Attorney General Dana Nessel has asked her staff to take a close look at environmental legislation passed during the recent lame duck session, according to her spokeswoman, Kelly Rossman-McKinney.
The focus of the review is on two bills (HB 4205 and SB 1244) signed into law in December by then-Governor Rick Snyder over the opposition of public health and environmental advocates.
Opponents said one law could keep state regulators from using the latest science to set clean up standards for toxic waste, and the other law would prevent state agencies from creating regulations that are stricter than federal ones. They said the combined effect would be to weaken pollution cleanup standards.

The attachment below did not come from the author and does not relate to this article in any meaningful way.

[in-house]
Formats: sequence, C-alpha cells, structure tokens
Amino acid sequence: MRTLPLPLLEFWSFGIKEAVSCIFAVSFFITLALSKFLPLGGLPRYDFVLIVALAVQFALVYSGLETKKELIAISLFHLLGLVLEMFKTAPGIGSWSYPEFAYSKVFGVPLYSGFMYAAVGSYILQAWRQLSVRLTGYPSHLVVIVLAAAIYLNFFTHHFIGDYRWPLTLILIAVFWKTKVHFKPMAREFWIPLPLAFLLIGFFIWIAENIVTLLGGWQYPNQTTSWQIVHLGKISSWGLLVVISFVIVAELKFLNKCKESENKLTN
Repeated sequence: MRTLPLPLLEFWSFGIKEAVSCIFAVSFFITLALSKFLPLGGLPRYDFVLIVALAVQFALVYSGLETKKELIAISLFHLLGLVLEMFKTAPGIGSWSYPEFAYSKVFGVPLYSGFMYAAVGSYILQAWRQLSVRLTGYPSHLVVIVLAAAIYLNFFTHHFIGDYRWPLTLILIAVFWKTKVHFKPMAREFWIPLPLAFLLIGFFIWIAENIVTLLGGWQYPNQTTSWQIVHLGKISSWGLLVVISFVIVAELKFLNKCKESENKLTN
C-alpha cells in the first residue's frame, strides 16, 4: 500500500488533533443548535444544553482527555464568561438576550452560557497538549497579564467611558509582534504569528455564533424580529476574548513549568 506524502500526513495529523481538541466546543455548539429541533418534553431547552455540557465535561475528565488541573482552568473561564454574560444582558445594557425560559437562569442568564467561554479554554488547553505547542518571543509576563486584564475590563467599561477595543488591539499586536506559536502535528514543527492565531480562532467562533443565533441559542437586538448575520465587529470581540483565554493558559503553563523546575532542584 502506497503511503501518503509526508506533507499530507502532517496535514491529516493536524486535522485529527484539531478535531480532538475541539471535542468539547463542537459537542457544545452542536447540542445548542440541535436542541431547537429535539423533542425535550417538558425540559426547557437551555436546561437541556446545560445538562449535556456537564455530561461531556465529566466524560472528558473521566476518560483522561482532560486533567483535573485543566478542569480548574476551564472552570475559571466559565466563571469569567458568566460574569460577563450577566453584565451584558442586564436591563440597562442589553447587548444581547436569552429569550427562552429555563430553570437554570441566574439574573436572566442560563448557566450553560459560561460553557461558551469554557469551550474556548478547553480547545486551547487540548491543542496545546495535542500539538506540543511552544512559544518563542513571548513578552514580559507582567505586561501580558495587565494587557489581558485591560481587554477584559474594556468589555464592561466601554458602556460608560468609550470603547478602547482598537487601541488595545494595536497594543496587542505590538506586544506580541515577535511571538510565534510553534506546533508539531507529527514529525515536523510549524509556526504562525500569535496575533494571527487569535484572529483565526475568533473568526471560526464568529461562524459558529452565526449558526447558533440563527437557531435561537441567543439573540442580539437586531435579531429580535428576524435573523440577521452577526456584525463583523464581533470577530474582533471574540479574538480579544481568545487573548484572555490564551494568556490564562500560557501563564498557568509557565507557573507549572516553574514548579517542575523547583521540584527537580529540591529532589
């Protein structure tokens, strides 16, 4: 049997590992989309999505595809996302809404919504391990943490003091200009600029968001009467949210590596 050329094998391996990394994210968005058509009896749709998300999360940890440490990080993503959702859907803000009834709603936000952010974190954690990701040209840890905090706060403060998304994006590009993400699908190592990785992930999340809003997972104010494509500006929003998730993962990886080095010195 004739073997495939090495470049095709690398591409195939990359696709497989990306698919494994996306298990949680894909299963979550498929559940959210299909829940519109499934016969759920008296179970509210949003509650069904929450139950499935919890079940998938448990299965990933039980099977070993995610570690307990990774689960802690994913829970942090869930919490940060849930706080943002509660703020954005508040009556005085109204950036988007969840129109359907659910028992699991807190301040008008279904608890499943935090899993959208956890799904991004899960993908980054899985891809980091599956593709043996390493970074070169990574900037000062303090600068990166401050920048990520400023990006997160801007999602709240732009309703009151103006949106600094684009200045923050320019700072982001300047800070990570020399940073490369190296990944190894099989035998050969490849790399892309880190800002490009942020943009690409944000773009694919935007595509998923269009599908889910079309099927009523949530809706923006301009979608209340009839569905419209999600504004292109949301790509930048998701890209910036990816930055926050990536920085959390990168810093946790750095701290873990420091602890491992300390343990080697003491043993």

"The point of the review is to determine what does this allow us or prohibit us from doing in terms of going after a responsible party," said Rossman-McKinney, citing the problem of toxic contaminants that have emerged in various locations around the state.
Tiffany Brown, Governor Gretchen Whitmer's press secretary, said in an email that Whitmer "appreciates the review by the Attorney General."
"Governor Whitmer would not have signed HB 4205 or SB 1244, had they been presented to her," wrote Brown. "They are bad policy because they limit the ability of state government to protect public health and safety."
The Michigan Department of Enviromental Quality is also examining the legislation.
"DEQ's commitment to protecting the public and Michigan's environment remains unchanged," said MDEQ spokesman Scott Dean in an email. "We are reviewing the final bills that emerged from the lame duck session."